Jul 13, 2012

Loose Ends and New Beginnings

So now you have The Background. Over ten years I had had one conception shattering experience after another. The Centered Riding work started the process by showing me that the rider forms the horse, whether they know it or admit it or can feel it or not.  The Linda Tellington-Jones work was the first to reveal the connection between physical pain, emotion, and and personality and training behaviors. The Jack Meagher sports massage therapy proved what I had always suspected; that clinical soundness, or the lack thereof, might have nothing to do with xrays or scans or what have you. And then the Mary Debono/SENSE work showed that addressing the neurological system with work based on Feldenkrais principles could transform the entire system.

And so with this gigantic and wonderful toolbox we worked with Cody, and Petey, and Austen, and Shadow, and Philip, and Bonnie, and Wonder, and Leisle. They all went from …er…challenged in some way, to sound and rideable and quiet and happy in their work.

And just to tie up loose ends, Tucker, beautiful Tucker who put up with my experiments, restored my confidence, and gave me the most spectacular trail rides through the western Massachusetts countryside, developed neurological symptoms and after months and months of study at Tufts with the amazing Dr. Mary Rose, and every alphabet soup of neuro test available, was euthed and donated to the Tufts vet school. There was never a final diagnosis; ideopathic changes at the cellular level in his cervical spine; ‘rare swollen axons’ and similar findings. I didn’t think I’d ever get over losing him but of course, life goes on. I always know when I am stressing though cause I will still dream about him; that I am looking for him, that I just get to where I am finding him, and then he’s gone again. Or maybe he does just visit me in my dreams; he was a very playful character and maybe he visits me when I’m stressed to remind me that he is still around. I don’t know, but I always wake up feeling wistful but also strangely comforted.

Dixie went with us to North Carolina and became a winning pony hunter. She repaid me a thousand fold for rescuing her that day. When I had to sell my horses and ponies I knew I couldn’t bear to sell her to another show home and risk her going through anything bad again, so I sold her to my friend Tamara who bred lovely Welsh ponies for many years. Dix lived with her on her incredible farm in Tennessee for many years, was an excellent pony mom, and never knew a days stress again. She is buried in one of Tamara’s pastures where she grazed and raised her babies.

I moved back to California in 2000 and met Mary soon after. So I had four years of study and experimentation when I bought Bryan in 2004. I bought Philip at the same time, and they actually arrived at my barn the same day, March 1st. I was so fascinated by their respective stories, which were actually exactly the same; expensive and loved show horses that through no fault of their own became fairly lame somewhat useless and unwanted inexpensive has beens. But whereas Bryan had become shut down and overreactive, Philip had become shut down and…well….shut down. When Bryan was stressed he would prance and spin and take off, but Philip, no matter what you did, would plod. He didn’t react to anything, he was just over all of it and had learned to tune *everything* out. Two totally different responses to the same life events.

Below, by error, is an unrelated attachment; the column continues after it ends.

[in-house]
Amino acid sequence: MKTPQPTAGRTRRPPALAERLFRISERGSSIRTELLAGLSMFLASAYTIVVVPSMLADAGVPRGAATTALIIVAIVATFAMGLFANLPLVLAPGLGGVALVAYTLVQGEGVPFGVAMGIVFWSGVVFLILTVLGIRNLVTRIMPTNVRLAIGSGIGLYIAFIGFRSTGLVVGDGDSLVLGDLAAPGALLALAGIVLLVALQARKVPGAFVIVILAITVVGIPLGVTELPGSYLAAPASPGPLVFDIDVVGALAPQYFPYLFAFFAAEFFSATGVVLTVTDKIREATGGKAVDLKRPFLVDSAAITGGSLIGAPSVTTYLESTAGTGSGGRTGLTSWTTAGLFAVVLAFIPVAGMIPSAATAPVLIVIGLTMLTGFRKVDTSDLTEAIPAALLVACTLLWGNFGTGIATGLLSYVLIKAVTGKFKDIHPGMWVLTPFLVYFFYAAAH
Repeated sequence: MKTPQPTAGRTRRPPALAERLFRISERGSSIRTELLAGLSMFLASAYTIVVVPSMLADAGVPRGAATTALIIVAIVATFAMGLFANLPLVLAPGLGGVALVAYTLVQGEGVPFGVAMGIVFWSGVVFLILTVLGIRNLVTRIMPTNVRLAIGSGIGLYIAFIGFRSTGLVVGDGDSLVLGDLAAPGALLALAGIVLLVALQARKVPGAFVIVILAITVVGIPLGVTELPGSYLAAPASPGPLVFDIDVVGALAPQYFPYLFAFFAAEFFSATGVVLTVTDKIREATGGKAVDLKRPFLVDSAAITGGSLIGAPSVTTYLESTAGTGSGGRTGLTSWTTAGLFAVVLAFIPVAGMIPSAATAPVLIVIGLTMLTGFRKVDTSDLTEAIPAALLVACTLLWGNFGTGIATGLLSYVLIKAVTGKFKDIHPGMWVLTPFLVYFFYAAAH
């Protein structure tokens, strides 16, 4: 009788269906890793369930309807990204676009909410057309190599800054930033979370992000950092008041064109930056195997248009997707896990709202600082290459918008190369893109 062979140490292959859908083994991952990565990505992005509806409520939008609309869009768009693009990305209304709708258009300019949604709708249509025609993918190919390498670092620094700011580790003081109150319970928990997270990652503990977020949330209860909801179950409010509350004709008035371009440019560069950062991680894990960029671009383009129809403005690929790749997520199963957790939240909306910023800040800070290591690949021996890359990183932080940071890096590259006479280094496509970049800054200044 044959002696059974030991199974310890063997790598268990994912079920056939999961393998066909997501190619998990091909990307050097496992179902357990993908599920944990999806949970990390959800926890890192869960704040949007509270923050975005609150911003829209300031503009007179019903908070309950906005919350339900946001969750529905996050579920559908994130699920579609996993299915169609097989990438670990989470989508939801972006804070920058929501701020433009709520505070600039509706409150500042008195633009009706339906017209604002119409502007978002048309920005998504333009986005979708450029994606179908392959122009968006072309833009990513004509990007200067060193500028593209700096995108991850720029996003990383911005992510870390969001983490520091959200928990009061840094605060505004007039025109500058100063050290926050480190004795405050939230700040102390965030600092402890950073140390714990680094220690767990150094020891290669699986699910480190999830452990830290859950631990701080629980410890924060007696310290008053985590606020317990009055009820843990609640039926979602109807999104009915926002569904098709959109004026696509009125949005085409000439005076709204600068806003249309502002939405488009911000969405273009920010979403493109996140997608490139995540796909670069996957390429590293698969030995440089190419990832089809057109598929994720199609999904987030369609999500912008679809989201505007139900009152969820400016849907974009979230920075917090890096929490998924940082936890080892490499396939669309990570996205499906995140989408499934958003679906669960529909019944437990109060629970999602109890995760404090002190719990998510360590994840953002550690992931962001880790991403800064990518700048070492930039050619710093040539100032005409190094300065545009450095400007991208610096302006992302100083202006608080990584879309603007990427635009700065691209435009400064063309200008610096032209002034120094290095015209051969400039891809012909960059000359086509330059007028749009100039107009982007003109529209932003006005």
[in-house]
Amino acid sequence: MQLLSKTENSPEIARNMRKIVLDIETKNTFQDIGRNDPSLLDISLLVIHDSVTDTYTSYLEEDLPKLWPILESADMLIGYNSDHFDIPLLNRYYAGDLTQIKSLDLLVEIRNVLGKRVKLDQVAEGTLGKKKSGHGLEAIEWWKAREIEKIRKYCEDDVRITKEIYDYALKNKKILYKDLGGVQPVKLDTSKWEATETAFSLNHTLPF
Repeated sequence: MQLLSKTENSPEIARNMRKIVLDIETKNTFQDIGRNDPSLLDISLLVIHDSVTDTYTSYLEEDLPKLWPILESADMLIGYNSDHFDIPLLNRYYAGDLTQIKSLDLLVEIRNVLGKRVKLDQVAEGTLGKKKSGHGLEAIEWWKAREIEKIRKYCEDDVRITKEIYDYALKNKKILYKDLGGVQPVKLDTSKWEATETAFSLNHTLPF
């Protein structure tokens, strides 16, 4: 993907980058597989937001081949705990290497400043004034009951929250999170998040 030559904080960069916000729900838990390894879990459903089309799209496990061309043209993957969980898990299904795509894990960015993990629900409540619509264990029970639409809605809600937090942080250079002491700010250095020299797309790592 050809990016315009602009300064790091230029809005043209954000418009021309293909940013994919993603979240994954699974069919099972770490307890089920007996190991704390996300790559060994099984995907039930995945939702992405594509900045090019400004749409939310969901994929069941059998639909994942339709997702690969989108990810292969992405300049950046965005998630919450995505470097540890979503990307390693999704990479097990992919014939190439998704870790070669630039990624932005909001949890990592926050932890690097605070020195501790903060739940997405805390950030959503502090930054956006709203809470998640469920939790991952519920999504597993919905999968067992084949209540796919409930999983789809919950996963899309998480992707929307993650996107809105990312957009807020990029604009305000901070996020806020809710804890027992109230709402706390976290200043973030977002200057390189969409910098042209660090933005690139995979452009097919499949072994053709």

So with the tools in the toolbox at the ready, we started to see what could be done.


  1. Abby: Is this work that Mary does helpful for kissing spine?

  2. Feldenkrais work can be considered 'somatic education', meaning that the body can be taught to move in more useful less painful/damaging ways. I see it as a way to restructure the way the animal is coping with whatever issues it currently is experiencing or has experienced in the past. So, yes, it is very helpful for all pathologies. BUT, in a specific case such as kissing spines, I would use it as an auxilliary to Hillary Claytons excellent exercise program. You want to strengthen the longissimus dorsi (sp) and the whole upper body stay apparatus, and *then* or *at the same time* teach the body to carry itself in a different "better" way. I highly recommend the Hillary Clayton book and DVD. Her work with computer models is fascinating, and echos well the work of Gerd Heuschmann. Experience has taught me that back problems respond very well to these two approaches. And when you add the correct riding exercises (Racinet, Heuschmann, Phillippe Karl among my favorites) you can truly transform a horse's body.

  3. Thanks! I will certainly pick up her book and DVD.

  4. You can order it off the little Amazon widget on the blog >;-> All of those recommendations are 'must haves' in my experience.